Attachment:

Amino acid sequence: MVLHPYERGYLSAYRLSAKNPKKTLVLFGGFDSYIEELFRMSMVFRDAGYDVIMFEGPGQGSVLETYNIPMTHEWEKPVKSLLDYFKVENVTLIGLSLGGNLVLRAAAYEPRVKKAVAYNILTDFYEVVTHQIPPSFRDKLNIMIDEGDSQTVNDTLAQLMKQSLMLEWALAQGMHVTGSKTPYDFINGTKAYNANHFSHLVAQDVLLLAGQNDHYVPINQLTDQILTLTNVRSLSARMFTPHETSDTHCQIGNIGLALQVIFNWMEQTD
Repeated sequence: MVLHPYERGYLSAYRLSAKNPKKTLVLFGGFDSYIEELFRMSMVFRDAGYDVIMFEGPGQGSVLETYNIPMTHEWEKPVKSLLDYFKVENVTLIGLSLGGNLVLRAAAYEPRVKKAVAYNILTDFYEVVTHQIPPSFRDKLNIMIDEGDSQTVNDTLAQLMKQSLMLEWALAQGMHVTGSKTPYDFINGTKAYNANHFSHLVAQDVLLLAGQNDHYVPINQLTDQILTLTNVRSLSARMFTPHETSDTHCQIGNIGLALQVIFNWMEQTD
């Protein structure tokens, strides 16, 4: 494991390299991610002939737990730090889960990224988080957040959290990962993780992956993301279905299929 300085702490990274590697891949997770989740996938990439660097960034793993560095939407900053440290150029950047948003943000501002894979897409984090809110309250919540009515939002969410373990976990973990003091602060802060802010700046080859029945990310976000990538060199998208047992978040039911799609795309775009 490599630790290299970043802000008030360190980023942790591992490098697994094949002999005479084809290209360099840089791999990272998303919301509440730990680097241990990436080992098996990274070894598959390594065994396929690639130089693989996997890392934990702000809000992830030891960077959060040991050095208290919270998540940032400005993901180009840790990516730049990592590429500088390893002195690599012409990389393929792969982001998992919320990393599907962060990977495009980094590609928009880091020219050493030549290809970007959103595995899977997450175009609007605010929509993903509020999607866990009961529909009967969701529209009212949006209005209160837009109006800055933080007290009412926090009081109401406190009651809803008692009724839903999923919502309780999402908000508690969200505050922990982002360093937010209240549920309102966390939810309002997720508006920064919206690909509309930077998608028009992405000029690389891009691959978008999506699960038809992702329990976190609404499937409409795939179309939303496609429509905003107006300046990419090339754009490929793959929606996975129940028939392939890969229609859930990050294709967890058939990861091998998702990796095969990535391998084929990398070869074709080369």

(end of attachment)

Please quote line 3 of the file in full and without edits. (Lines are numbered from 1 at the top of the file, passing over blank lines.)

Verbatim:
């Protein structure tokens, strides 16, 4: 494991390299991610002939737990730090889960990224988080957040959290990962993780992956993301279905299929 300085702490990274590697891949997770989740996938990439660097960034793993560095939407900053440290150029950047948003943000501002894979897409984090809110309250919540009515939002969410373990976990973990003091602060802060802010700046080859029945990310976000990538060199998208047992978040039911799609795309775009 490599630790290299970043802000008030360190980023942790591992490098697994094949002999005479084809290209360099840089791999990272998303919301509440730990680097241990990436080992098996990274070894598959390594065994396929690639130089693989996997890392934990702000809000992830030891960077959060040991050095208290919270998540940032400005993901180009840790990516730049990592590429500088390893002195690599012409990389393929792969982001998992919320990393599907962060990977495009980094590609928009880091020219050493030549290809970007959103595995899977997450175009609007605010929509993903509020999607866990009961529909009967969701529209009212949006209005209160837009109006800055933080007290009412926090009081109401406190009651809803008692009724839903999923919502309780999402908000508690969200505050922990982002360093937010209240549920309102966390939810309002997720508006920064919206690909509309930077998608028009992405000029690389891009691959978008999506699960038809992702329990976190609404499937409409795939179309939303496609429509905003107006300046990419090339754009490929793959929606996975129940028939392939890969229609859930990050294709967890058939990861091998998702990796095969990535391998084929990398070869074709080369």